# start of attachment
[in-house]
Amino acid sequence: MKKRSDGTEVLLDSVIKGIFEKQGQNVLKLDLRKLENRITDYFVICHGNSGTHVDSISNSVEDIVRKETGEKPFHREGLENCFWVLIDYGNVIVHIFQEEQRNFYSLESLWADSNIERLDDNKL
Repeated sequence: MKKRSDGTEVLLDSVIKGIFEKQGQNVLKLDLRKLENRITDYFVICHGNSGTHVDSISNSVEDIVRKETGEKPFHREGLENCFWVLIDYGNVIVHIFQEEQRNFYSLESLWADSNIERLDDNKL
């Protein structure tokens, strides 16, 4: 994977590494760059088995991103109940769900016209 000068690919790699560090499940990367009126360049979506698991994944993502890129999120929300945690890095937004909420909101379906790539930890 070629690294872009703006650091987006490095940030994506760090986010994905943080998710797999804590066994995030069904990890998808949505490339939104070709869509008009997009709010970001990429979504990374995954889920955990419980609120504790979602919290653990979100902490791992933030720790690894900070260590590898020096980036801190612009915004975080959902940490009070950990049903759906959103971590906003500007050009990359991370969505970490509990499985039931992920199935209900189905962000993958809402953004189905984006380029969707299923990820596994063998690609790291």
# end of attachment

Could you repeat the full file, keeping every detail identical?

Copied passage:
[in-house]
Amino acid sequence: MKKRSDGTEVLLDSVIKGIFEKQGQNVLKLDLRKLENRITDYFVICHGNSGTHVDSISNSVEDIVRKETGEKPFHREGLENCFWVLIDYGNVIVHIFQEEQRNFYSLESLWADSNIERLDDNKL
Repeated sequence: MKKRSDGTEVLLDSVIKGIFEKQGQNVLKLDLRKLENRITDYFVICHGNSGTHVDSISNSVEDIVRKETGEKPFHREGLENCFWVLIDYGNVIVHIFQEEQRNFYSLESLWADSNIERLDDNKL
């Protein structure tokens, strides 16, 4: 994977590494760059088995991103109940769900016209 000068690919790699560090499940990367009126360049979506698991994944993502890129999120929300945690890095937004909420909101379906790539930890 070629690294872009703006650091987006490095940030994506760090986010994905943080998710797999804590066994995030069904990890998808949505490339939104070709869509008009997009709010970001990429979504990374995954889920955990419980609120504790979602919290653990979100902490791992933030720790690894900070260590590898020096980036801190612009915004975080959902940490009070950990049903759906959103971590906003500007050009990359991370969505970490509990499985039931992920199935209900189905962000993958809402953004189905984006380029969707299923990820596994063998690609790291």